Liver Biopsy

Technician preparing woman for CT scan.
Your health care provider will give you an ultrasound or CT scan of your lower chest and upper abdominal area to help find the best site for your biopsy.
During a liver biopsy, your healthcare provider puts a needle through your skin and into your liver. He or she removes a small sample of liver tissue and sends it to a lab to be looked at. In some cases, the biopsy is done by moving a catheter through a vein into the liver area. This method is less common.

Before your liver biopsy, ask your healthcare provider any questions you have.

Getting ready

  • Be sure to have any blood tests that your healthcare provider orders.

  • Follow any directions you’re given for not eating or drinking before the biopsy.

  • Arrange for someone to drive you home after your biopsy.

  • Stop taking aspirin, and other medicines as directed, 1 week before the biopsy.

  • Tell your provider about all of the medicines you are taking. Ask if you should stop taking any of them. This includes:

    • Blood-thinning medicines. This includes aspirin and non-steroidal anti-inflammatory drugs (NSAIDs) such as ibuprofen and naproxen. It also includes medicines that prevent blood clots, such as warfarin.

    • Medicines for heart conditions

    • Over-the-counter medicines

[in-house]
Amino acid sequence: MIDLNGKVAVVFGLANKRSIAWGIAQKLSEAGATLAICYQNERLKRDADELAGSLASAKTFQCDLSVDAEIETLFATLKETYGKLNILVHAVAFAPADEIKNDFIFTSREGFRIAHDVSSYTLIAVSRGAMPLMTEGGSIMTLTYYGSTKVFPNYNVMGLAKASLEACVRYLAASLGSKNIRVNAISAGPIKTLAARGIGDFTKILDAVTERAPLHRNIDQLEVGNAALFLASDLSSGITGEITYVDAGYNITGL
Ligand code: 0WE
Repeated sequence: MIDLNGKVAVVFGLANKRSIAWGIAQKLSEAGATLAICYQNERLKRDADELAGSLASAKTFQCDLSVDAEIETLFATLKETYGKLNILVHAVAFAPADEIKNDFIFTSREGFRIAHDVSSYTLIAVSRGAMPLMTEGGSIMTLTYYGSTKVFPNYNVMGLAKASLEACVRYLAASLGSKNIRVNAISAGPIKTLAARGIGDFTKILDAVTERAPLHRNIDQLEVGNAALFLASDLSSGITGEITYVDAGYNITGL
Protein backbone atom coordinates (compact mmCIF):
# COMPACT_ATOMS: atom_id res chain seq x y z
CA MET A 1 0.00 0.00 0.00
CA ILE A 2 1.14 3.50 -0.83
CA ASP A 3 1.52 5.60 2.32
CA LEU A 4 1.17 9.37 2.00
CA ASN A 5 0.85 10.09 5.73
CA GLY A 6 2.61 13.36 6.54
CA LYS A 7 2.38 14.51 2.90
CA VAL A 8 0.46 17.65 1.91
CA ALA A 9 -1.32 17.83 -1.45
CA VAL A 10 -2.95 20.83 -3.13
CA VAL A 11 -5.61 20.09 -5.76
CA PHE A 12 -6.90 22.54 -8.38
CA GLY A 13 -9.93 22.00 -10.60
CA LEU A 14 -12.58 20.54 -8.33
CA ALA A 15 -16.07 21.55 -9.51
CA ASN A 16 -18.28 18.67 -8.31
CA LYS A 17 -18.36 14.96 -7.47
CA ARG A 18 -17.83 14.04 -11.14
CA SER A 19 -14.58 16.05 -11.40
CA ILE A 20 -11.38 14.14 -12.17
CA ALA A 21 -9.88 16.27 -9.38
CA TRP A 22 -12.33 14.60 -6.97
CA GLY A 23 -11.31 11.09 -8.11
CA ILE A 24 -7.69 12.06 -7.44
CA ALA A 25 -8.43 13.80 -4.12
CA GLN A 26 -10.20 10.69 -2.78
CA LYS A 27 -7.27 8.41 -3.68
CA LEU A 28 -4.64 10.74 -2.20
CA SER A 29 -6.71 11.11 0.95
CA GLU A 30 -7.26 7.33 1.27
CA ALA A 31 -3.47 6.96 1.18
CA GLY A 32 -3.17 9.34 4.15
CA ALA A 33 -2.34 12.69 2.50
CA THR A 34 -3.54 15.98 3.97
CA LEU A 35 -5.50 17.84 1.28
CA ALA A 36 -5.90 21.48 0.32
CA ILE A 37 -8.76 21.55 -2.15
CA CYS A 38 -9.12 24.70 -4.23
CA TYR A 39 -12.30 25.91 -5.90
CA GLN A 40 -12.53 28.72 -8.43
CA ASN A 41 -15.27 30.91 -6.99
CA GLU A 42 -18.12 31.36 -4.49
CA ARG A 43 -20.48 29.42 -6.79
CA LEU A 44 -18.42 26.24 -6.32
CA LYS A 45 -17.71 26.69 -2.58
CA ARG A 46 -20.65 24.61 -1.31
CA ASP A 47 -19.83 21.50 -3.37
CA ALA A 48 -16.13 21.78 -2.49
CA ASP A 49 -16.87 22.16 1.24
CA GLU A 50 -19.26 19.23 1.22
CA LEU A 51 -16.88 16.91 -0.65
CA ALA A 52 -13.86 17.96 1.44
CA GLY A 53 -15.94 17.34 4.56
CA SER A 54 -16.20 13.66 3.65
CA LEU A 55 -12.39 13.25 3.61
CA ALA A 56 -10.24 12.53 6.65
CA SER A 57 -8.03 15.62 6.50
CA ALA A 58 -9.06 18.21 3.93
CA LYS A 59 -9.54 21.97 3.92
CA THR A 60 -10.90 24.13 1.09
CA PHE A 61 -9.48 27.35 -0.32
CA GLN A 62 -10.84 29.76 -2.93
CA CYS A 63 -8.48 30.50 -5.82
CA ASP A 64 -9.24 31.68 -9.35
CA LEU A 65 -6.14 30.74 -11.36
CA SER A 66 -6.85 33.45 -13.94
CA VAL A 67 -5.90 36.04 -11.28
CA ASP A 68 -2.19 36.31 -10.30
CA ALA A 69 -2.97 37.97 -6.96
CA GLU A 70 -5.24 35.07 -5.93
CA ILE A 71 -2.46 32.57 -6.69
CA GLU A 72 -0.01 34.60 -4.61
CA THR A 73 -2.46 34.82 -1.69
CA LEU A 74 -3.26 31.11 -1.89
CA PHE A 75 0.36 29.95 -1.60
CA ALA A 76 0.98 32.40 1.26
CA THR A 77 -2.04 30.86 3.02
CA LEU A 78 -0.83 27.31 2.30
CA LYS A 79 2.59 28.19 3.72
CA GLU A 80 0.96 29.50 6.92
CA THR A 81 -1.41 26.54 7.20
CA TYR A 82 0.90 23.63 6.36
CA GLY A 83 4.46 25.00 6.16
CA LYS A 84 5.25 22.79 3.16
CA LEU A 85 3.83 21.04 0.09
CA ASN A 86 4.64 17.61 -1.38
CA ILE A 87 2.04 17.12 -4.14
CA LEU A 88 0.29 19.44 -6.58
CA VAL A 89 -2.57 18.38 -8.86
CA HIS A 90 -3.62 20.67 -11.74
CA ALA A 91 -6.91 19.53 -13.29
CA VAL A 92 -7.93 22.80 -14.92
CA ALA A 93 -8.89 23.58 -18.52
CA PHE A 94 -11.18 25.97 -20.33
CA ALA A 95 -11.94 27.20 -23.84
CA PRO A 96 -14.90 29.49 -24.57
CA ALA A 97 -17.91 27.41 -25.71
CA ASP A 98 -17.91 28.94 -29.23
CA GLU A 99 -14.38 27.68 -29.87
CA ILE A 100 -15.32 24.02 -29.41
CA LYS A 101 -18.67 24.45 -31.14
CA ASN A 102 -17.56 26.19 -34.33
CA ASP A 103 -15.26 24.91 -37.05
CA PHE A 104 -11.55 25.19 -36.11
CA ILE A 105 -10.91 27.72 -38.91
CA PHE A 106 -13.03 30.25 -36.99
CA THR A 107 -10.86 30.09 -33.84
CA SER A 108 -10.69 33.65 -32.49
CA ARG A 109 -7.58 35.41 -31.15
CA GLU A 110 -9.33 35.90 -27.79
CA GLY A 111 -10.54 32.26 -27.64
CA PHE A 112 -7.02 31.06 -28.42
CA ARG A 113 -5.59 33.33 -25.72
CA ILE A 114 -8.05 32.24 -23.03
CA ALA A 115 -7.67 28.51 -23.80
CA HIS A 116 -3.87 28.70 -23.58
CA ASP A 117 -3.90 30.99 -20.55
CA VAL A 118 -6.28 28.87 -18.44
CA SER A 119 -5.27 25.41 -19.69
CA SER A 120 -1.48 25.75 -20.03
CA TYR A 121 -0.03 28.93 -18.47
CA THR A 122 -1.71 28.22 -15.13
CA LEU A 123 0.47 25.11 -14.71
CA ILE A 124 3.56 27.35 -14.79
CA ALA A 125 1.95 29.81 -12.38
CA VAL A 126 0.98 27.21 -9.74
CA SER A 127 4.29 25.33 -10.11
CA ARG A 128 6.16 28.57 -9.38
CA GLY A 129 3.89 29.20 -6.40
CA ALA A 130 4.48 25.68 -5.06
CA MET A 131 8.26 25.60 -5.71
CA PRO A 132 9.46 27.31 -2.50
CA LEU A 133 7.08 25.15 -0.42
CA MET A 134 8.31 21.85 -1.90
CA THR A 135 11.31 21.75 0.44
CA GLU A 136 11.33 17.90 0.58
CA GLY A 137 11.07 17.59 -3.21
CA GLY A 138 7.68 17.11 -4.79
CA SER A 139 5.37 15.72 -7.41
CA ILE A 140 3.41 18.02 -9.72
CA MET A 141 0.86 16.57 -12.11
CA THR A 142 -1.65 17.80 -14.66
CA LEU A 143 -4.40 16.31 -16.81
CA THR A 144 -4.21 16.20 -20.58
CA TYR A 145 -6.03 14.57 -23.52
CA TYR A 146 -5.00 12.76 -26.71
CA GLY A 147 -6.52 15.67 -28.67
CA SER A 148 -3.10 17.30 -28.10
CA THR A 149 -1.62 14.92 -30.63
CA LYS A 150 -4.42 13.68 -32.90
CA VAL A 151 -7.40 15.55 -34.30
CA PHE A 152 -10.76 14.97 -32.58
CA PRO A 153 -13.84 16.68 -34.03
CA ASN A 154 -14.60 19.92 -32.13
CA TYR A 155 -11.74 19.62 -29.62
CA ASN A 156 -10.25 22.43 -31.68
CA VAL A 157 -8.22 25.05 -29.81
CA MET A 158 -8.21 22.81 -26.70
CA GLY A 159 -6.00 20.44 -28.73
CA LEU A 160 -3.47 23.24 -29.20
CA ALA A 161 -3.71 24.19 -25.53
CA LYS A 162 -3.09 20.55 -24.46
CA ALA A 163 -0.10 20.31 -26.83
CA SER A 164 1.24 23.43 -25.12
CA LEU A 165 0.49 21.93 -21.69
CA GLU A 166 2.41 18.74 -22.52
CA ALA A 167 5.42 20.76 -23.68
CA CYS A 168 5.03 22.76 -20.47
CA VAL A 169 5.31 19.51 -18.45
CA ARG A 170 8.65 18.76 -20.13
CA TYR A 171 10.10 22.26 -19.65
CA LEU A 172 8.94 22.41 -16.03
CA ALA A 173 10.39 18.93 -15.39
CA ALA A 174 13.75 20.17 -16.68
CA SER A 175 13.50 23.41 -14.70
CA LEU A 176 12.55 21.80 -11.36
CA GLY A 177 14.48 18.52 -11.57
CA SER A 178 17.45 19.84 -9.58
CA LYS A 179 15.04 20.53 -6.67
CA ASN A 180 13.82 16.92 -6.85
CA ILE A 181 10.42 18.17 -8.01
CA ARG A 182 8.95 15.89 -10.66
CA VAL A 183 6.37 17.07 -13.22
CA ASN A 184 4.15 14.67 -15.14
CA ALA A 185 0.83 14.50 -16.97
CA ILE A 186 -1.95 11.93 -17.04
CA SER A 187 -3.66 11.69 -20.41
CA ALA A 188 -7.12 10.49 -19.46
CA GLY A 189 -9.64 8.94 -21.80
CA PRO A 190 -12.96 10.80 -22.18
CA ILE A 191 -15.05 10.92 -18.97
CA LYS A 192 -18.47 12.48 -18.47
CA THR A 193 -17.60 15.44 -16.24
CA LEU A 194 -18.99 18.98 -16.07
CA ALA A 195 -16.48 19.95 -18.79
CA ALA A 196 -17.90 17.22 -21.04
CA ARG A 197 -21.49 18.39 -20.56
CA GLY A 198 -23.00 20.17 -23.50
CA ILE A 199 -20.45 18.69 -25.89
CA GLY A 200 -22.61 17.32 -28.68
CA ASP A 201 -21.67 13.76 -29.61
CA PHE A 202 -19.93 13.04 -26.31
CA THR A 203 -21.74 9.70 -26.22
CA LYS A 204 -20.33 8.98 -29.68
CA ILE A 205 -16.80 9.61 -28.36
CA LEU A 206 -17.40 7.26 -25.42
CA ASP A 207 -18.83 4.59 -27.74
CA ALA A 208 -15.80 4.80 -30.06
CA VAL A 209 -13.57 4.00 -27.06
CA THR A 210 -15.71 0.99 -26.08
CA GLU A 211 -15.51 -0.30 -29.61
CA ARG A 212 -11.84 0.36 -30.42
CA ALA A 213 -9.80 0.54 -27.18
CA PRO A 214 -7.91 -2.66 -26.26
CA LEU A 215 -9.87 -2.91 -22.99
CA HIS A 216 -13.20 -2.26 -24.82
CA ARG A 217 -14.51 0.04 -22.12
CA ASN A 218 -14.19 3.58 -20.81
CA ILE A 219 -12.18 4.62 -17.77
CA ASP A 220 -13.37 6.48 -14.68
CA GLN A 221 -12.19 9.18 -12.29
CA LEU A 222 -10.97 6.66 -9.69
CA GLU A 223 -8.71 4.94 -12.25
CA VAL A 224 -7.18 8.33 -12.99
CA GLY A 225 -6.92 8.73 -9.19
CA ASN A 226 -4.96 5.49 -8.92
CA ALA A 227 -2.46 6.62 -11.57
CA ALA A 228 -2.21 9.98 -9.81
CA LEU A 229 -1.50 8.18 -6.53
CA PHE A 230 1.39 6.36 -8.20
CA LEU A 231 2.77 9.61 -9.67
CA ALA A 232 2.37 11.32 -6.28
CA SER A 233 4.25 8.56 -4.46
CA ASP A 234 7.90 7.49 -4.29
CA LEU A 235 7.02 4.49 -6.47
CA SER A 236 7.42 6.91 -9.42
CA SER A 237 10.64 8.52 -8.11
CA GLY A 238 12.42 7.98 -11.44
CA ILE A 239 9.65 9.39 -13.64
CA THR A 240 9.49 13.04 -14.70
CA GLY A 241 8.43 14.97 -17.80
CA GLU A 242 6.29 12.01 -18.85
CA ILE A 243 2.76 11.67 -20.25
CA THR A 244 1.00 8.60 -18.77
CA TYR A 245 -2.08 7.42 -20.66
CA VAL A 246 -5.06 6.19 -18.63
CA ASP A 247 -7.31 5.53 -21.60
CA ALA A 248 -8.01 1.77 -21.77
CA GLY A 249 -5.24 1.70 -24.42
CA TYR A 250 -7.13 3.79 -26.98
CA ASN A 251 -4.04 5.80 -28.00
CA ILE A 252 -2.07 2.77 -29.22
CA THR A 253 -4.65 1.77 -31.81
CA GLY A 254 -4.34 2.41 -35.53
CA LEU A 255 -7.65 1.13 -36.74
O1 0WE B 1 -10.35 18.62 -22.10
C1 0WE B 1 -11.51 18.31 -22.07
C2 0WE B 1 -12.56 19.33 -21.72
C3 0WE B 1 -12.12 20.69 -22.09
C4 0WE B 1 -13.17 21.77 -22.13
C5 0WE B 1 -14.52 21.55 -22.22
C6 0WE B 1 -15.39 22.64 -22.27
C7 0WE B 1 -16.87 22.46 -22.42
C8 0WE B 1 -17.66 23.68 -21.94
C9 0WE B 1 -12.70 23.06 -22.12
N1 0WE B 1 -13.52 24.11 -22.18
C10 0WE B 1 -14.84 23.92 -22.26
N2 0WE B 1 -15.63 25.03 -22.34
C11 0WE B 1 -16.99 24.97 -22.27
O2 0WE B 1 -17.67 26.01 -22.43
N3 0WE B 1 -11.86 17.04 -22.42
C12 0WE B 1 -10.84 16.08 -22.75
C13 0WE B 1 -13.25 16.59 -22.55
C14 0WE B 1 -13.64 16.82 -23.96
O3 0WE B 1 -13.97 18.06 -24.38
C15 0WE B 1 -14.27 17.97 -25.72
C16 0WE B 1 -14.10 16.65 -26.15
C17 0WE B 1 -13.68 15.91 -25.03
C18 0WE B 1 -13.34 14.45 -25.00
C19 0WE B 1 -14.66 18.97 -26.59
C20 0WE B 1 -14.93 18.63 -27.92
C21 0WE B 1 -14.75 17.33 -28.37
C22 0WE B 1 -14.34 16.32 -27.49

• All prescription medicines

    • Street drugs

    • Herbs, vitamins, and other supplements

During the procedure

  • You will change into a hospital gown. You will lie on your back or your left side. Part of your body is draped.

  • Your health care provider checks your blood pressure, pulse, breathing, and temperature. 

  • Your provider may give you medicine through an IV (intravenous) line to help you relax. He or she will also put medicine on your skin around the biopsy site to numb it.

  • He or she puts a small needle through a tiny cut (incision) in your belly (abdominal) wall into the liver.

  • He or she will take out a small sample of liver tissue. While this is done, you will be told to hold your breath. The needle is taken out.

  • A health care provider places a bandage over the incision site. He or she may ask you to lie for a while on your right side. A pillow or special sandbag may be used to put pressure on the incision site.

  • You will be watched for a few hours after your biopsy. You can then go home if you have no pain or signs of bleeding.

After the procedure

Have someone drive you home after your liver biopsy. You may feel some pain near the biopsy site or in your right shoulder. This shoulder pain is called referred pain.

When you are home:

  • Get plenty of rest

  • Avoid alcohol

  • Don’t lift anything more than 15 to 20 pounds for a week

  • Don’t exercise for 5 to 7 days

  • Don't take aspirin

  • Ask your provider when you should start taking any other blood-thinning medicines

  • Follow any other directions from your healthcare provider

Getting your results

Getting your biopsy results may take a few days. When the results are ready, your healthcare provider will discuss them with you.

When to call your provider

Call your healthcare provider right away if you have any of these:

  • Severe pain near the biopsy site or in your belly or chest

  • Fainting or feeling lightheaded

  • Trouble breathing

  • A fever of 100.4°F (38°C) or higher, or as directed by your healthcare provider

  • Feeling weak

  • Sweating

  • Bleeding from the incision site

  • Blood in your stool or black, tarry stools

  • Swollen belly

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